• Cutting non-defense discretionary spending (that typically means cuts to areas like like education, social services and transportation)
Former Hawaii Gov. Linda Lingle, a Republican, also said she agreed with “many of the proposals” drafted by Simpson-Bowles and other bipartisan groups like the Bipartisan Policy Center’s Debt Reduction Task Force and the President’s Council on Jobs and Competitiveness.
Lingle said that the so-called super committee’s failure wasn’t due to a lack of “ideas and solutions,” but due to a “lack of leadership and willingness to work on a bipartisan basis.” The former governor slammed Congress for turning to the super committee in the first place.
“Given the importance of reducing what is now a $15 trillion cumulative debt, all of our elected representatives needed to directly address and tackle the solutions,” Lingle told Civil Beat. “The failure of what was a subcommittee should be no cover or excuse for the failure of our elected leaders to act prudently in the best interest of the people they serve.”
Without naming Hirono, Lingle — like Case — chided those who have pointed to a possible $1.4 trillion in savings from ending the wars in Iraq and Afghanistan.
“That sounds good, but the reality is the expected savings from troop withdrawals from Afghanistan and Iraq — $1.09 trillion by the White House’s own estimate — was already taken out of the President’s budget that was submitted to Congress,” Lingle said. “You cannot cut something that is not in the budget to begin with and then claim a savings.”
While Lingle emphasized that the “devil is in the details,” she offered only general guiding principles on how she would approach reducing the federal deficit:
• Making spending cuts, increasing revenue and focusing on the factors that grow the economy
• Eliminate as much waste, fraud and abuse as possible, while also realizing that such efforts will not “significantly reduce the debt”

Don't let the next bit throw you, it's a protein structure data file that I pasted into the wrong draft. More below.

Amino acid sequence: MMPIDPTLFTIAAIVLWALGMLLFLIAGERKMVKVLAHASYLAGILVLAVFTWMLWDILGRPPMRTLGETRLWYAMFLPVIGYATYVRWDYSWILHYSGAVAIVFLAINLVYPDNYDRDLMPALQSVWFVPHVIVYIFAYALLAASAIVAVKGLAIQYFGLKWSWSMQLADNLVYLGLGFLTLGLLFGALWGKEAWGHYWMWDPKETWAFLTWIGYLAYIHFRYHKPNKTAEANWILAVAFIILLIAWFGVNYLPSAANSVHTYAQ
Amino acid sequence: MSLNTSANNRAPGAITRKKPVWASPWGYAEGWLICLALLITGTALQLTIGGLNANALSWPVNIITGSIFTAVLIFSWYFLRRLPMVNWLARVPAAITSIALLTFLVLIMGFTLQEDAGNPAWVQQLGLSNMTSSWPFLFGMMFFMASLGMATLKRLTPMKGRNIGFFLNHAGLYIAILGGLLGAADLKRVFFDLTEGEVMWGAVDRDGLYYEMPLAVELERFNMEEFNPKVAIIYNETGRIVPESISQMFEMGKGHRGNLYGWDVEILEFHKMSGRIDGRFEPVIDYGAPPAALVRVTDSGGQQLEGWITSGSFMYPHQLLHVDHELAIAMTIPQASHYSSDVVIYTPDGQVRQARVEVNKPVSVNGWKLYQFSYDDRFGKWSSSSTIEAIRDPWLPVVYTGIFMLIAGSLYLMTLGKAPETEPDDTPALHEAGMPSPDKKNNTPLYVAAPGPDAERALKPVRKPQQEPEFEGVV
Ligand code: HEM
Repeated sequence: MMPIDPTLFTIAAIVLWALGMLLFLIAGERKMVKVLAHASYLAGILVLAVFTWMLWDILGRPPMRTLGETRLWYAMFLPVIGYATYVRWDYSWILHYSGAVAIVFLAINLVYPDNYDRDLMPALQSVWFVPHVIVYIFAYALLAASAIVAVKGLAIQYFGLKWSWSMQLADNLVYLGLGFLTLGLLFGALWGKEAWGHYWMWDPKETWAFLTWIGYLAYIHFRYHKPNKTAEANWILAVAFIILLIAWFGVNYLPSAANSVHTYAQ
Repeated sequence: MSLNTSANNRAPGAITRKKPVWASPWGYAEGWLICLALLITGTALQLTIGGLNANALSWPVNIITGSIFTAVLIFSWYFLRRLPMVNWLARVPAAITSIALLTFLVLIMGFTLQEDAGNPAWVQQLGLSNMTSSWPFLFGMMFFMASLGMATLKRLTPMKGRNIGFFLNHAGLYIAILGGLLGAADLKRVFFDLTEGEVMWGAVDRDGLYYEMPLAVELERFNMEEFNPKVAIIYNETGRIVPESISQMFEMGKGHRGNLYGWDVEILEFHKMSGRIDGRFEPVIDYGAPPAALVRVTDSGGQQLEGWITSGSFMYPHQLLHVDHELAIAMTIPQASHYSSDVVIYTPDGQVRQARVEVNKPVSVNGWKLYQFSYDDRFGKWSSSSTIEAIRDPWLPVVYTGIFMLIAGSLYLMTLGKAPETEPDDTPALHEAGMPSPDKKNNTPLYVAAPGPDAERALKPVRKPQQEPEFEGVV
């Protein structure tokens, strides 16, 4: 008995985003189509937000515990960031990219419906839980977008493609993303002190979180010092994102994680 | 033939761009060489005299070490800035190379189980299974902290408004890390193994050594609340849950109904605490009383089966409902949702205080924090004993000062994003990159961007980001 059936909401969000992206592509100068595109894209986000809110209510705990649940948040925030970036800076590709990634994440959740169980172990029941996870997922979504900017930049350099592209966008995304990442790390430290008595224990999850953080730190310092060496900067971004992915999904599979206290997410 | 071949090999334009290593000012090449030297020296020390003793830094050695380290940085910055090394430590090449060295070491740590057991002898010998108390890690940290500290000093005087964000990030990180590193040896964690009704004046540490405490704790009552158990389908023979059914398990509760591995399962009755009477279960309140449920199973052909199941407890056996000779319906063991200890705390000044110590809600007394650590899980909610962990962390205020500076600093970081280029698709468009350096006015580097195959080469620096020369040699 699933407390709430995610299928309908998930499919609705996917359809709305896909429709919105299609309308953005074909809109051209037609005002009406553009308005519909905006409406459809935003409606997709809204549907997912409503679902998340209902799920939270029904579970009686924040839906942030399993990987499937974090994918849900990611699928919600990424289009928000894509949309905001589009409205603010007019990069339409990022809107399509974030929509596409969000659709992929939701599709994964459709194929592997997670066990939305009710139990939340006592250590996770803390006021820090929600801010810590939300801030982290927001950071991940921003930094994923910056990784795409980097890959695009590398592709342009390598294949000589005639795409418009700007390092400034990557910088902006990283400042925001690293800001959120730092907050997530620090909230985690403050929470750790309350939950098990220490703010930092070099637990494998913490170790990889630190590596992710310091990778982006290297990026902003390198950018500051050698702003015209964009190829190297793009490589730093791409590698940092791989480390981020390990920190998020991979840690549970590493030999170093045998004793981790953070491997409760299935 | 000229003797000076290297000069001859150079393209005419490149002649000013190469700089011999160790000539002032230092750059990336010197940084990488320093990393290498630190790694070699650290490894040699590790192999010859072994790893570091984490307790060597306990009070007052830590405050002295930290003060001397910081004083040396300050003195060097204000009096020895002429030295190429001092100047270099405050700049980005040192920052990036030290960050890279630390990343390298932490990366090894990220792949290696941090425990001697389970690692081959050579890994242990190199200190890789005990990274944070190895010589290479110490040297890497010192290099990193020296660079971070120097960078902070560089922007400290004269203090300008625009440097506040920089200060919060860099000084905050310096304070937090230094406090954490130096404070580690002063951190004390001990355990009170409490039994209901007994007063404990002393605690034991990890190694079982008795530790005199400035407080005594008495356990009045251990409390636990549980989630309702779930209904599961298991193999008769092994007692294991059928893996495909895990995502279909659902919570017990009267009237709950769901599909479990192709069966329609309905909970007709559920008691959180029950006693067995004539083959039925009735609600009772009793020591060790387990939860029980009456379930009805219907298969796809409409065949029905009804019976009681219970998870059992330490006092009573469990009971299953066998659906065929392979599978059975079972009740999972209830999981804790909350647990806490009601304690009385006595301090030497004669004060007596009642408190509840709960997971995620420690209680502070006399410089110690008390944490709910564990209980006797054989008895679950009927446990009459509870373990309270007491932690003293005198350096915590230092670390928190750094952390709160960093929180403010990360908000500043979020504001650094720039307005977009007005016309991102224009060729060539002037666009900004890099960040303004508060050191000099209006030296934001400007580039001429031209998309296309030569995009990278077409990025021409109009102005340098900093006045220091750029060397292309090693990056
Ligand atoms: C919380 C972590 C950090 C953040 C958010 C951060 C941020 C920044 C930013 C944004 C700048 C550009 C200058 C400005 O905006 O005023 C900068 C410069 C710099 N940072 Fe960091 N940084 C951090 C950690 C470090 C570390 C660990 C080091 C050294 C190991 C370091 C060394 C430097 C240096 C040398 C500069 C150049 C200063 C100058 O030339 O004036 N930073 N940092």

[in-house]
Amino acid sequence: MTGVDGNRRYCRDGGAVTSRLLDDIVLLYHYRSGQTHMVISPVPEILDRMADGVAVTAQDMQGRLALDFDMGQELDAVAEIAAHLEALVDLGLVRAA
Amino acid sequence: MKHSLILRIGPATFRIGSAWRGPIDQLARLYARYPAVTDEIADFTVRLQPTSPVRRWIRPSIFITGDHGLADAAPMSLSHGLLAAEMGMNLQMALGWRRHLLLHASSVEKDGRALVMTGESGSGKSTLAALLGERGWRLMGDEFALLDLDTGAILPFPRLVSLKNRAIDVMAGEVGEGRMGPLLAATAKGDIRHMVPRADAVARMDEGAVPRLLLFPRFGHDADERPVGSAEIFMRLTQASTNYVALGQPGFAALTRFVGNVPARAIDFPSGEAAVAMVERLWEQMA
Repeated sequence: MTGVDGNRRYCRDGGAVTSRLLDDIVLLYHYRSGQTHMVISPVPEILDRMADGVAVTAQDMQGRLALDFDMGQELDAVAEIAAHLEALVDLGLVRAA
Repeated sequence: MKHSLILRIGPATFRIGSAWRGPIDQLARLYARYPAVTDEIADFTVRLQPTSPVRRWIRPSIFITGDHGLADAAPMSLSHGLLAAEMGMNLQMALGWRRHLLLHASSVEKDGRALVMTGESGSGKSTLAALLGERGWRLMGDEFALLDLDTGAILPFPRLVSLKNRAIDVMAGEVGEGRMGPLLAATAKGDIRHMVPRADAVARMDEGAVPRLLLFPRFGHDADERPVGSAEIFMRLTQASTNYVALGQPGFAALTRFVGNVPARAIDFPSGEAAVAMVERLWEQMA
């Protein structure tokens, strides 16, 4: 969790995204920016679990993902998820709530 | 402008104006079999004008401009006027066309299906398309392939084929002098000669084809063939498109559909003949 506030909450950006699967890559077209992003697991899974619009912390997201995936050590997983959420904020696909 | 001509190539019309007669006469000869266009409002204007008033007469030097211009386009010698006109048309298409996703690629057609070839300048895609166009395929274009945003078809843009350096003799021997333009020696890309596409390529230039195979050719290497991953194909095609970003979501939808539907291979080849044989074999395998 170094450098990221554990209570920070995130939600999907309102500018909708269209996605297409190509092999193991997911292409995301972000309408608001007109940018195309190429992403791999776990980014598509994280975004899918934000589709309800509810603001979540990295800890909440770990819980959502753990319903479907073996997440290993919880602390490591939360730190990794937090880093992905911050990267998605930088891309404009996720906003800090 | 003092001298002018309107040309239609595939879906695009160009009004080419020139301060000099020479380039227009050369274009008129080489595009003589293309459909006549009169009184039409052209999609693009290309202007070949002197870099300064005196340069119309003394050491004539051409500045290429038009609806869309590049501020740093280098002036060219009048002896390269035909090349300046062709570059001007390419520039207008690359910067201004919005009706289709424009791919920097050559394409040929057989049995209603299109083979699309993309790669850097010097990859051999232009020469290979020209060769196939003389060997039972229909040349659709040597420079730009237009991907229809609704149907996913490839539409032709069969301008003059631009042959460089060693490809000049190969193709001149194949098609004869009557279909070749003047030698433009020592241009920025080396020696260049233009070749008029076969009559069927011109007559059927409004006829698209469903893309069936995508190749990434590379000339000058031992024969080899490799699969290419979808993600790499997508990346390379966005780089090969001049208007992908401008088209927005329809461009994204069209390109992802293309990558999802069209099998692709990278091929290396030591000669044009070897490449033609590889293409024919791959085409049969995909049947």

• Preserve and make good on promises made to retirees and senior citizens who have worked their entire lives with the expectation that these benefits, including Medicare, Medicaid and Social Security, will be there for them.
• Raise revenues for government through tax reform that yields “lower rates for all” and creates a broader and more efficient system. “We cannot solve the deficit and debt problem simply by raising taxes on wealthy Americans,” Lingle said.
John Carroll, another Republican in the Senate race, also rebuked the idea of “raising taxes on the rich.”
“With waste, fraud and mismanagement rampant, it is absurd to suggest that we raise taxes to solve the budget deficit,” Carroll told Civil Beat. “That’s not fixing the problem.”
Carroll said that the bottom line is that Congress must spend “a lot less.”
“I would aggressively seek out real savings by drying up boondoggle projects and other blatant mismanagement,” Carroll said. “I would suggest a simplification of the tax code, disbanding the IRS and institution of a flat tax. I would stop the massive pay-outs to ‘allies’ that never deliver, and international police actions that sap our military and financial resources.”
Some of the areas where Carroll sees the opportunity to cut the “low-hanging billions:”
• Immigration reform to cut the government cost of keeping illegal immigrants in the United States1
• Ending the war in Afghanistan
• Eliminating farm subsidies like the federal Conservation Reserve program
• Getting rid of unused or vacant federal properties
• Stopping hundreds of billions of dollars in Pentagon weapons systems cost overruns
• Fighting health care fraud, which costs taxpayers as much as $60 billion annually, according to a 2008 Washington Post article
Carroll provided additional examples outlining billions of dollars in fraud and improper payments from 2008 and 2006 news clippings.